Dear President Trump,
Yesterday I told you about the conversation we had with the tiny girl running around like a jackrabbit in rain boots and how her “it’s only girls” comment about her new soccer team left me feeling deflated after the US team’s World Cup win. I see the exchange as a bit of a barometer on the gender equality weather among the critical 5 year old sect, but I neglected to tell you some other things I noticed after the match.
It’s fairly easy to focus on a child and all the hopes/dreams for children stuff that follows when adult role models set shiny examples. What’s harder to talk about is how watching those powerful young women do their thing (both teams) impacted me, a later middle-aged woman. When I put my knitting away (I made a lot of progress since I knit faster when I’m nervous), got up from my comfy chair, and prepared for the dog walk chapter of the day, I found my posture was better and that my walk had the tiniest bit of a swagger. Mind you, I was completely clear that I had absolutely nothing to do with those teams’ incredible play or the ultimate US win so it’s not as though I was borrowing pride that wasn’t mine. It was more of a sense that a bunch of people who are like me in some fundamental ways just did some really strong, cool things and was being celebrated in a big way for doing those cool things.
Plus, if you watched the postgame show (it was on Fox, so maybe you accidentally caught some of it), you would have seen that one of the ex-pro-soccer-player analysts in the scrum was visibly pregnant. All six of the analysts were standing in a semi-circle and there she was, second from the left, looking like she’s probably seven months into her pregnancy. I have no idea whether there was a conscious decision to have them all standing rather than sitting behind desks, but it was a pretty cool non-verbal to have included in the celebration of women’s strength and power.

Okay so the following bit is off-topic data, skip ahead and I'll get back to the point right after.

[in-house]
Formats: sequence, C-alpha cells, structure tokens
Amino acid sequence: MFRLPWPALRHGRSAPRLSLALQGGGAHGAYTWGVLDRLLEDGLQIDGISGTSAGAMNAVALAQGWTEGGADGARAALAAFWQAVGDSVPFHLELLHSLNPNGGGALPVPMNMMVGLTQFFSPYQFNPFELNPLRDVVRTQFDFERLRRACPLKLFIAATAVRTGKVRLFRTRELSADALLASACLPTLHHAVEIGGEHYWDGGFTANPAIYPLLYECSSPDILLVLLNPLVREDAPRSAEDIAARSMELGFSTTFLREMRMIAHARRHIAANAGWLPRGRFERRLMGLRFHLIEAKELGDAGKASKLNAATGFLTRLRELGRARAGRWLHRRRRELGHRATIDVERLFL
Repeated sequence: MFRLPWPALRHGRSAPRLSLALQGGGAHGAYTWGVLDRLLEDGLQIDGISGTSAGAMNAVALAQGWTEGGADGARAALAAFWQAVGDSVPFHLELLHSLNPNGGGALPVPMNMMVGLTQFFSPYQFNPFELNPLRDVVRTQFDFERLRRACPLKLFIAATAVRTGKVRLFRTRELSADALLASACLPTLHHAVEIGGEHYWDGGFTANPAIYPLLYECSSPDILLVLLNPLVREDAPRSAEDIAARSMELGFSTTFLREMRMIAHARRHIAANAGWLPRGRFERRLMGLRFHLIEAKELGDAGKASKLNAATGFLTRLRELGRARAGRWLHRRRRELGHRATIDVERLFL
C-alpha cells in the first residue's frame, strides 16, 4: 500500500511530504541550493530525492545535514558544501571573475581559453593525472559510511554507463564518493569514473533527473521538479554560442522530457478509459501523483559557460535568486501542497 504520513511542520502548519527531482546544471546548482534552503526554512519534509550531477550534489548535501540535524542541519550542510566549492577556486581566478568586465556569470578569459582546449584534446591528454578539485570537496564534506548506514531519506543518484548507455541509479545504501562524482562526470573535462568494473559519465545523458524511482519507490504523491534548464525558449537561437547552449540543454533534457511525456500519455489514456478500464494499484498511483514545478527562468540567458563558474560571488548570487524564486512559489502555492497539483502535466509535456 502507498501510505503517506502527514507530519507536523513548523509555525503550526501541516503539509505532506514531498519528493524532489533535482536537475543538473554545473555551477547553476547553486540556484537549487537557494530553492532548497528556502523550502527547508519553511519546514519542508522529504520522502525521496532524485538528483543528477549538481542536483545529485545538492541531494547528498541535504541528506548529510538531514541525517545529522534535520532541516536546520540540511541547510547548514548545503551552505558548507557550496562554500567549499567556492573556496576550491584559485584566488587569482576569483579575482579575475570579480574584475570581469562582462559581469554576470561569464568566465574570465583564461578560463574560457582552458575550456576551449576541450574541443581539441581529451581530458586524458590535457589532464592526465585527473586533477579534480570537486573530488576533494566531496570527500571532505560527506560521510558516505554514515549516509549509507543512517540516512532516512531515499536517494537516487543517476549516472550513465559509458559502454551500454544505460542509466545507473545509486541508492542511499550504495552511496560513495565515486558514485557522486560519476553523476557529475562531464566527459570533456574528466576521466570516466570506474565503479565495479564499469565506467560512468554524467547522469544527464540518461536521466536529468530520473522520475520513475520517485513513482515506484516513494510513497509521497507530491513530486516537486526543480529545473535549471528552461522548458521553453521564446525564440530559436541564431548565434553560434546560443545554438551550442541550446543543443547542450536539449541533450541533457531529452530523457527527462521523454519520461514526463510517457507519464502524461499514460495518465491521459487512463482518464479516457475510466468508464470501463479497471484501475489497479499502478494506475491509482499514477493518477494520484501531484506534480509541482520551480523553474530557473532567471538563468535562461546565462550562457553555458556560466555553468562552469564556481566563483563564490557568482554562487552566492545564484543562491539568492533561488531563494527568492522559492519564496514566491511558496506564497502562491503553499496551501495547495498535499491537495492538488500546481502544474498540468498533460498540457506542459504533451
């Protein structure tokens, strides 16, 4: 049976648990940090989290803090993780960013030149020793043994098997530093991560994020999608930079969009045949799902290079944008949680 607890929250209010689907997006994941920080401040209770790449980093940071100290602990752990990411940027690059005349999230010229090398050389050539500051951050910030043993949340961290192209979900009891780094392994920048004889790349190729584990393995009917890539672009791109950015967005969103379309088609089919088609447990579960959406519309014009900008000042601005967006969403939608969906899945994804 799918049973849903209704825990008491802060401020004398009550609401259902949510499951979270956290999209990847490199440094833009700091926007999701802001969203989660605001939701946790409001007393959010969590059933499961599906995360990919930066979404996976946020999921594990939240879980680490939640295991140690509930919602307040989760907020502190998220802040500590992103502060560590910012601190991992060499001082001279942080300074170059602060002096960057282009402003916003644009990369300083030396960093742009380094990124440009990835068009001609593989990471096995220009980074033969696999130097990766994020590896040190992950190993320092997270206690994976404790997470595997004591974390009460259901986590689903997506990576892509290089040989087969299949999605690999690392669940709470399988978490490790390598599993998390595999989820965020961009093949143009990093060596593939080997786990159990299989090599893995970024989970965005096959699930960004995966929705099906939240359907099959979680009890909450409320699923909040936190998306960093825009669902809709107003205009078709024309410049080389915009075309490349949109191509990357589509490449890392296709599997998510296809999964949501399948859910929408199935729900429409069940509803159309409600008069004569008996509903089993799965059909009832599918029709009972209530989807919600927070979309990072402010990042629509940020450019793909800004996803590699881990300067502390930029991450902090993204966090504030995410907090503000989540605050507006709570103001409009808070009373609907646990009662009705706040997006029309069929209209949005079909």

This morning when I woke up it was raining pretty heavily and I seriously thought about skipping my run and sleeping in. After some mental hemming and hawing, I ended up deciding to go ahead and get it done rather than taking an off-day so early in the week (my goal is to run 4 days a week and walk the other days so I do have a little play in the schedule). Halfway through the planned route I realized it felt too short so I tagged on another couple of blocks and when I got home I added push-ups (modified, knee ones – for now at least) back into my routine. I wasn’t aware of the soccer match influencing me during my workout, so maybe I just randomly felt like pushing myself a little harder this morning than usual. But realistically, honestly, I think watching Rapinoe, Lavelle, Naeher, Morgan, Dunn, Heath and friends doing their thing was inspiring and got me to push myself harder than usual this morning.
What must it be like to be a boy or a man with countless role models sending the message that power, greatness, acclaim, and attention are in one’s grasp because thousands of people just like you are visibly celebrated for doing those things day in and day out? No doubt it’s stressful in lots of ways since there’s probably a lot of pressure to measure up, but on balance having examples of so many boundless possibilities right there in front of you all the time must be empowering.
The rest of us got a taste of some of that yesterday. I know I’m hungry for more and I don’t think I’m alone.
May we all be safe to dream dreams of something more for, and from, ourselves.
May we be willing to celebrate both extraordinary and ordinary accomplishments.
May we all, no matter our ages or abilities, have role models who inspire us.
May those who need to make peace with gender equality and equity, hurry up and get with the program.